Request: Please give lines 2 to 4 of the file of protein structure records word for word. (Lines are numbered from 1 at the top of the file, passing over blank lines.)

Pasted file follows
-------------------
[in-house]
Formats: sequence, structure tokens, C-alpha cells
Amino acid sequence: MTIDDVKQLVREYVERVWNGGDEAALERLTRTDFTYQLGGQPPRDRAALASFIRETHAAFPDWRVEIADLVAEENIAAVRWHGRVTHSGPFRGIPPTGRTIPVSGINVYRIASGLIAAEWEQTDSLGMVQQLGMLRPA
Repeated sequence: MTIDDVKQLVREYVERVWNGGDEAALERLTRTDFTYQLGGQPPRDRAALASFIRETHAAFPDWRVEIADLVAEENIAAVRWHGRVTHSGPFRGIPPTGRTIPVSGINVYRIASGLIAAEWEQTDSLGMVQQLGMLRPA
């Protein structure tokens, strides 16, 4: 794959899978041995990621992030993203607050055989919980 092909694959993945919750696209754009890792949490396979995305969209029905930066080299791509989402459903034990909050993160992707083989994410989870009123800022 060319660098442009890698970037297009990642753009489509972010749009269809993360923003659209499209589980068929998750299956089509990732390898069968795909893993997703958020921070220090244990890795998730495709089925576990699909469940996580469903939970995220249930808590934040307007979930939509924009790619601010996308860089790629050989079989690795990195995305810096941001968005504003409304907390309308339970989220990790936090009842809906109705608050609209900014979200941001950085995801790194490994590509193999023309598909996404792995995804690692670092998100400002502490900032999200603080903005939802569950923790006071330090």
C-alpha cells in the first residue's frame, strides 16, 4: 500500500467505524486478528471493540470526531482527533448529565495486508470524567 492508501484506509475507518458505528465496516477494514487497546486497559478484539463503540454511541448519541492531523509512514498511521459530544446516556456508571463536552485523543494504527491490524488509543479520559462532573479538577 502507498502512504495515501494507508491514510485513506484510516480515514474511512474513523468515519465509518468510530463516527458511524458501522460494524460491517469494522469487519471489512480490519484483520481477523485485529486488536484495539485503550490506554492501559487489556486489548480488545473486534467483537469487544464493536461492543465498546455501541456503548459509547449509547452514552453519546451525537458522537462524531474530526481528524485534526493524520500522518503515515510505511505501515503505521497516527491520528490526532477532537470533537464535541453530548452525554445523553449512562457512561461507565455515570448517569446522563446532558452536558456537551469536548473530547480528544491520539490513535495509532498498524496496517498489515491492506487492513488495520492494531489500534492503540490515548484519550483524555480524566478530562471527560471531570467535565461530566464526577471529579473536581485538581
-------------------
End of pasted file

Formats: sequence, structure tokens, C-alpha cells
Amino acid sequence: MTIDDVKQLVREYVERVWNGGDEAALERLTRTDFTYQLGGQPPRDRAALASFIRETHAAFPDWRVEIADLVAEENIAAVRWHGRVTHSGPFRGIPPTGRTIPVSGINVYRIASGLIAAEWEQTDSLGMVQQLGMLRPA
Repeated sequence: MTIDDVKQLVREYVERVWNGGDEAALERLTRTDFTYQLGGQPPRDRAALASFIRETHAAFPDWRVEIADLVAEENIAAVRWHGRVTHSGPFRGIPPTGRTIPVSGINVYRIASGLIAAEWEQTDSLGMVQQLGMLRPA